buena (not mint), aged Havana club rum, fresh bright green limes and sticky brown sugar.The sound of Afro-Cuban beats in the background, laughter and friendships being formed in the courtyard of a weathered down colonial home in Trinidad. It was beautiful.

Do you have a food obsession? Like a type of food, dish or ingredient? Please share.

I have several, and more. I have like food obsessions of the month. Like I’ll go for one month of just making cauliflower in different ways. Or maybe use Hungarian sausages for different purposes. My recurring favorites? Chorizo, truffle oil, pasta, eggplant, really yummy french fries and egg. My current food obsession of the month? Crispy, deep fried danggit. I love it for breakfast! And Bicolano New Look daing with garlic rice, scrambled egg, ensaladang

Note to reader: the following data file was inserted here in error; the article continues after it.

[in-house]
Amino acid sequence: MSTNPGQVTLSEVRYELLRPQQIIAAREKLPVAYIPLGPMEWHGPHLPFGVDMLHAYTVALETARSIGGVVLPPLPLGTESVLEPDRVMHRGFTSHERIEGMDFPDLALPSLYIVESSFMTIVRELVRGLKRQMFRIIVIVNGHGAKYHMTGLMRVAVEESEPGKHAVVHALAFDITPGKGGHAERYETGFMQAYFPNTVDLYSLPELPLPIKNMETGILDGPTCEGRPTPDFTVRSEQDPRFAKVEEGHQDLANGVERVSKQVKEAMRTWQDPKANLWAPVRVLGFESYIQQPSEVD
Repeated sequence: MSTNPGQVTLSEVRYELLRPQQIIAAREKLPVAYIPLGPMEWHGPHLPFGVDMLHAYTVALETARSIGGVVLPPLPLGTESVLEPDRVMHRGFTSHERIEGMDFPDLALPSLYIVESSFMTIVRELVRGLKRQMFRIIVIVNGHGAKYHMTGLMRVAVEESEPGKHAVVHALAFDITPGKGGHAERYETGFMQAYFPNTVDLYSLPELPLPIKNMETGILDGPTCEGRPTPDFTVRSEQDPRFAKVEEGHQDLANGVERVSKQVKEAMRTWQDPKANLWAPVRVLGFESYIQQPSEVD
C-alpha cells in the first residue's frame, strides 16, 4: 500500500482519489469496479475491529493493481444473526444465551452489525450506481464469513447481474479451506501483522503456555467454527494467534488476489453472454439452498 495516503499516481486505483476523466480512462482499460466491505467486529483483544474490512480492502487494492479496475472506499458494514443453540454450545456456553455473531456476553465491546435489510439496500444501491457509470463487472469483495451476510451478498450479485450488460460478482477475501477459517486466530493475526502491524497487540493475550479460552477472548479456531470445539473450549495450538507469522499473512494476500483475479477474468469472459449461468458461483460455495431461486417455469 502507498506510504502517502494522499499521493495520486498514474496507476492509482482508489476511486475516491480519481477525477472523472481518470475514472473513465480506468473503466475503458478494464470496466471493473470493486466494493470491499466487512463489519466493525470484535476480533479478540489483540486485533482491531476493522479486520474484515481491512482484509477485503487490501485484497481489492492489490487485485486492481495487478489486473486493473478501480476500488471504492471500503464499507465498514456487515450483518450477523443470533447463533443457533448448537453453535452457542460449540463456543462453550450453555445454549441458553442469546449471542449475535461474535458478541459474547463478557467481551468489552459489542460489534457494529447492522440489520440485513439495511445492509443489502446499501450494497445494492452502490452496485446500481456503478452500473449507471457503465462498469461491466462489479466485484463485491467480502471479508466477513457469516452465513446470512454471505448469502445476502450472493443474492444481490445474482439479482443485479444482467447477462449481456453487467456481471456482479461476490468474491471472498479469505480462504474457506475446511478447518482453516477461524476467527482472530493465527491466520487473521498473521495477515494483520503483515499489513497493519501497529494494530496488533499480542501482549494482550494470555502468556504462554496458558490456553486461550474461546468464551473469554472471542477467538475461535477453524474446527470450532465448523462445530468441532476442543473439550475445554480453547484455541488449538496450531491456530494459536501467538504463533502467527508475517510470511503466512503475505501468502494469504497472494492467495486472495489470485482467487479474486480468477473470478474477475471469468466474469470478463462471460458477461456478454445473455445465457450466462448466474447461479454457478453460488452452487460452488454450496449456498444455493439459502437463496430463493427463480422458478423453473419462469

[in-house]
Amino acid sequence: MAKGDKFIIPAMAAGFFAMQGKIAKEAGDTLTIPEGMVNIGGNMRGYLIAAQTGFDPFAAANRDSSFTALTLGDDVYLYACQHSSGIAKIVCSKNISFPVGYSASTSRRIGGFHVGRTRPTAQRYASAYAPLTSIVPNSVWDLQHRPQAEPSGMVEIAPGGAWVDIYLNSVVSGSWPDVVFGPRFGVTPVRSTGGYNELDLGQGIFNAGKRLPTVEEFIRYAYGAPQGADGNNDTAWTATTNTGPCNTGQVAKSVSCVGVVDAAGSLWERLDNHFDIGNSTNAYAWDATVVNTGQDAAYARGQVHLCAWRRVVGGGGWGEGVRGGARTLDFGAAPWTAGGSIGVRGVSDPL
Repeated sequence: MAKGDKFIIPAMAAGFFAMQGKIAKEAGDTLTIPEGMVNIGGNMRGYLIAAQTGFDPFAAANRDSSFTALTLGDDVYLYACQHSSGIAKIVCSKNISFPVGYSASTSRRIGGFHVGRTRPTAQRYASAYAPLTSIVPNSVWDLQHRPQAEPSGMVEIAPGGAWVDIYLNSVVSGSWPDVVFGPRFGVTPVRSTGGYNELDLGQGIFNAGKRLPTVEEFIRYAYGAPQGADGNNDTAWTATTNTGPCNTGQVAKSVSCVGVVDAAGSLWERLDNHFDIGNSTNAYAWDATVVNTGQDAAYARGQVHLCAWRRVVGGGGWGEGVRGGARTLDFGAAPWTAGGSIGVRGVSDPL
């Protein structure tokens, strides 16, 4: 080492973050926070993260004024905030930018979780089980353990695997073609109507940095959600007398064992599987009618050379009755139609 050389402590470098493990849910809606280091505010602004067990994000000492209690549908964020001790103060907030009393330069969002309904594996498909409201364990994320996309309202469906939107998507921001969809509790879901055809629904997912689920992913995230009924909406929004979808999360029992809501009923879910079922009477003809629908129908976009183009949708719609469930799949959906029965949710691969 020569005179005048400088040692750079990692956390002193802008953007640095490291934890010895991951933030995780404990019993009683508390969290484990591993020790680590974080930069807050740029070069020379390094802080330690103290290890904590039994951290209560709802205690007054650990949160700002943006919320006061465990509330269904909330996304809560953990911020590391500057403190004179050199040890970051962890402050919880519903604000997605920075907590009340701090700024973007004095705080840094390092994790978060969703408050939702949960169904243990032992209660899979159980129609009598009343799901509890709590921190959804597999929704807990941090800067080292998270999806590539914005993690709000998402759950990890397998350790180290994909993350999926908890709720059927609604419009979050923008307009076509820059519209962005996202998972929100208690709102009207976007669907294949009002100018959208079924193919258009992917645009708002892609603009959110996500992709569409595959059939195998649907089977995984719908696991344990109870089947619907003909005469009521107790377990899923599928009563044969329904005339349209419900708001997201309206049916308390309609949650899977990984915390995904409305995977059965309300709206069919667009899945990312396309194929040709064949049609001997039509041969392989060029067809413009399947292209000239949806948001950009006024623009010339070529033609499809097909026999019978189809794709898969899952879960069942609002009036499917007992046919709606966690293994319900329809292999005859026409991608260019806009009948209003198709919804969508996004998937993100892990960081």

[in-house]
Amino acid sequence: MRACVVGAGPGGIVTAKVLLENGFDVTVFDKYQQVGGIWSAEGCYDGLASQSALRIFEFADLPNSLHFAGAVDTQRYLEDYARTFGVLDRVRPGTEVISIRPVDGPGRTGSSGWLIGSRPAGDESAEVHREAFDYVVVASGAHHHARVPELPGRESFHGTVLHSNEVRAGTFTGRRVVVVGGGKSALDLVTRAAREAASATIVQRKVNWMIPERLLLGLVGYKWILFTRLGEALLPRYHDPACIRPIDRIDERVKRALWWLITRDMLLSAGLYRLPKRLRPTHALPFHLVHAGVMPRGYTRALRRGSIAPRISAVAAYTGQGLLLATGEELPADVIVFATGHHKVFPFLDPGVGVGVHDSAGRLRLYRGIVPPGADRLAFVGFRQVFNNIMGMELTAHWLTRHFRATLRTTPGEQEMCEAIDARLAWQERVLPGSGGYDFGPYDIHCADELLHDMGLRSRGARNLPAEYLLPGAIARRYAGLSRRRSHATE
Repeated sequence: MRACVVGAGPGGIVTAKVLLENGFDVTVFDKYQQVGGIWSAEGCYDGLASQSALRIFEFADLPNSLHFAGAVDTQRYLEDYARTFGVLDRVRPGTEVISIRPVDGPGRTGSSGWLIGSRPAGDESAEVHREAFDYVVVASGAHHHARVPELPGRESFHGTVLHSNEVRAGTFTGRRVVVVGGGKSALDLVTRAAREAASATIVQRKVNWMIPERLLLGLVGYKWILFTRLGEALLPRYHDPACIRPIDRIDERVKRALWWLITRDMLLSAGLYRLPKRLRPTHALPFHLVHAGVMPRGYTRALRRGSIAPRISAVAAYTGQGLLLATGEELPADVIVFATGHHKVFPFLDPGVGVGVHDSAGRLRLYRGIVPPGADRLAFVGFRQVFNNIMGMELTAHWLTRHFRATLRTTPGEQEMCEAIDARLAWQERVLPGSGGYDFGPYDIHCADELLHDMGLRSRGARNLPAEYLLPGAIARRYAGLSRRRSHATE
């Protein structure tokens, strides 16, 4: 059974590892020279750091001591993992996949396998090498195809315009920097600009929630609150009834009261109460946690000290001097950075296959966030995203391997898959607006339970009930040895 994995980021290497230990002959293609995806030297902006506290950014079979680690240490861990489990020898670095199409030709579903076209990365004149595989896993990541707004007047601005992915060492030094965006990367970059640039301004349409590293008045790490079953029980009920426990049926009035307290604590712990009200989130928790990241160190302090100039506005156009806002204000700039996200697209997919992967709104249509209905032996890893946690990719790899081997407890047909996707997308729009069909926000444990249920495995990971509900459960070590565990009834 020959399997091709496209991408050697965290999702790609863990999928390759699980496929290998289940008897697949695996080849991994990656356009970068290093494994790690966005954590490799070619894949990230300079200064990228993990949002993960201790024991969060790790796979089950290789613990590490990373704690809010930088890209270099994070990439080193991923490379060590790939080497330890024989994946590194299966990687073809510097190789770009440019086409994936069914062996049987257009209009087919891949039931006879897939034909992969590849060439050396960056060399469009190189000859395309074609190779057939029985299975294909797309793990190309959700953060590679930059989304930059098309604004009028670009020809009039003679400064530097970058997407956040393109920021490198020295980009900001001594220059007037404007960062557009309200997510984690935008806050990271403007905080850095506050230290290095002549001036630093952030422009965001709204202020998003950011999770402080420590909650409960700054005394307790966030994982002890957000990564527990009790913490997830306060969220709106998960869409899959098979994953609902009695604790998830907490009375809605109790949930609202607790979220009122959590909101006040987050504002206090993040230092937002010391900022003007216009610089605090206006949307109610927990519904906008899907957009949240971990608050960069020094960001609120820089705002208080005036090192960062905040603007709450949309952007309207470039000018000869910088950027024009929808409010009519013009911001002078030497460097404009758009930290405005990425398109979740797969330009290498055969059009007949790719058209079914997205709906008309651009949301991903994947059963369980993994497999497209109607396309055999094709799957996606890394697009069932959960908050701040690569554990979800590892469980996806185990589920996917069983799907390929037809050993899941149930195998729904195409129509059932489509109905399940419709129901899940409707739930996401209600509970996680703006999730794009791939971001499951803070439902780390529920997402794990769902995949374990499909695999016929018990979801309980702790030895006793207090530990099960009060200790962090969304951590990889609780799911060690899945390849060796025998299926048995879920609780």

talong and vinegar.

Where do you find yourself heading out to for after-after-party noshes (or binges) and why?

My fave used to be McDonald’s… twister fries are the best! I nearly cried when they took it off the menu wailing at the poor drive-thru speaker. “Why oh why?” But I had to really stop eating after drinking… nothing worse than making your tummy big. In France I used to live beside a Pizza Pino which would stay open till 5am… pizza with fresh mushroom and ham! And another African chicken joint my friends and I discovered: Babylon Bis… open till 8am!

Your favorite restaurant in Manila?